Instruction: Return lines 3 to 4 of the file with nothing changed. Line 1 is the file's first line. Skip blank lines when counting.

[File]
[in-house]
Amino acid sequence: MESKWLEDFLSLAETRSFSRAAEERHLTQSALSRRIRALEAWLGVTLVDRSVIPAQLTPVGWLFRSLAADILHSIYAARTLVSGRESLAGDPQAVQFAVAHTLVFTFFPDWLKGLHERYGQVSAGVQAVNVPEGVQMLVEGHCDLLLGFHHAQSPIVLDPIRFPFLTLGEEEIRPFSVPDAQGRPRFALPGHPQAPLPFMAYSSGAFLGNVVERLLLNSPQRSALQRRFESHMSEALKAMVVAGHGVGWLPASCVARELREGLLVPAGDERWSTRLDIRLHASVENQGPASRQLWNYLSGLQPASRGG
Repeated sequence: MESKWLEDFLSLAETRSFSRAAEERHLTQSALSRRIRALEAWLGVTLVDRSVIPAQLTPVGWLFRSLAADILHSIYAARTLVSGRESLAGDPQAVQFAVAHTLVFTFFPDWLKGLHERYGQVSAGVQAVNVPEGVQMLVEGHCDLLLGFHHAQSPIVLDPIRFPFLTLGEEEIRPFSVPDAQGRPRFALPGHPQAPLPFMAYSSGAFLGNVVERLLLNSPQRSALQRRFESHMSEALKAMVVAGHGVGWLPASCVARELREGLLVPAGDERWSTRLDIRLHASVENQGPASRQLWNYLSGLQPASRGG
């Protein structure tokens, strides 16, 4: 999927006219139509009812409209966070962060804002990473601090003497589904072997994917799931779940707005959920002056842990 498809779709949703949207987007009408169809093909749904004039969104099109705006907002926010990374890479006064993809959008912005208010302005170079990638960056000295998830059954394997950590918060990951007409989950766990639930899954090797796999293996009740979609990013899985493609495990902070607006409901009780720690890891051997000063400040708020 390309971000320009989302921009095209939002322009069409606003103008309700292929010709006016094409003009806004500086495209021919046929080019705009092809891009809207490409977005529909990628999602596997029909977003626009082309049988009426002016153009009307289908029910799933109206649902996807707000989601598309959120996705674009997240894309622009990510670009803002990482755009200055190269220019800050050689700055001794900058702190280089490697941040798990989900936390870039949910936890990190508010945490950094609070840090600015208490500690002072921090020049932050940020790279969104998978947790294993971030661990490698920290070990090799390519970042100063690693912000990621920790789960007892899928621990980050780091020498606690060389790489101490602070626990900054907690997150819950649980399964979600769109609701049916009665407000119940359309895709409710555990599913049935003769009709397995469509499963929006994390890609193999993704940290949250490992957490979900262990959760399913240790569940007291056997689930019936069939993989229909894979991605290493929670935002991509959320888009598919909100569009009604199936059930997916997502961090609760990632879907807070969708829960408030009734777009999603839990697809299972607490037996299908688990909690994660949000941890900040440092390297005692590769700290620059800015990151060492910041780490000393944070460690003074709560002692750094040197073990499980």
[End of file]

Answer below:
Repeated sequence: MESKWLEDFLSLAETRSFSRAAEERHLTQSALSRRIRALEAWLGVTLVDRSVIPAQLTPVGWLFRSLAADILHSIYAARTLVSGRESLAGDPQAVQFAVAHTLVFTFFPDWLKGLHERYGQVSAGVQAVNVPEGVQMLVEGHCDLLLGFHHAQSPIVLDPIRFPFLTLGEEEIRPFSVPDAQGRPRFALPGHPQAPLPFMAYSSGAFLGNVVERLLLNSPQRSALQRRFESHMSEALKAMVVAGHGVGWLPASCVARELREGLLVPAGDERWSTRLDIRLHASVENQGPASRQLWNYLSGLQPASRGG
């Protein structure tokens, strides 16, 4: 999927006219139509009812409209966070962060804002990473601090003497589904072997994917799931779940707005959920002056842990 498809779709949703949207987007009408169809093909749904004039969104099109705006907002926010990374890479006064993809959008912005208010302005170079990638960056000295998830059954394997950590918060990951007409989950766990639930899954090797796999293996009740979609990013899985493609495990902070607006409901009780720690890891051997000063400040708020 390309971000320009989302921009095209939002322009069409606003103008309700292929010709006016094409003009806004500086495209021919046929080019705009092809891009809207490409977005529909990628999602596997029909977003626009082309049988009426002016153009009307289908029910799933109206649902996807707000989601598309959120996705674009997240894309622009990510670009803002990482755009200055190269220019800050050689700055001794900058702190280089490697941040798990989900936390870039949910936890990190508010945490950094609070840090600015208490500690002072921090020049932050940020790279969104998978947790294993971030661990490698920290070990090799390519970042100063690693912000990621920790789960007892899928621990980050780091020498606690060389790489101490602070626990900054907690997150819950649980399964979600769109609701049916009665407000119940359309895709409710555990599913049935003769009709397995469509499963929006994390890609193999993704940290949250490992957490979900262990959760399913240790569940007291056997689930019936069939993989229909894979991605290493929670935002991509959320888009598919909100569009009604199936059930997916997502961090609760990632879907807070969708829960408030009734777009999603839990697809299972607490037996299908688990909690994660949000941890900040440092390297005692590769700290620059800015990151060492910041780490000393944070460690003074709560002692750094040197073990499980």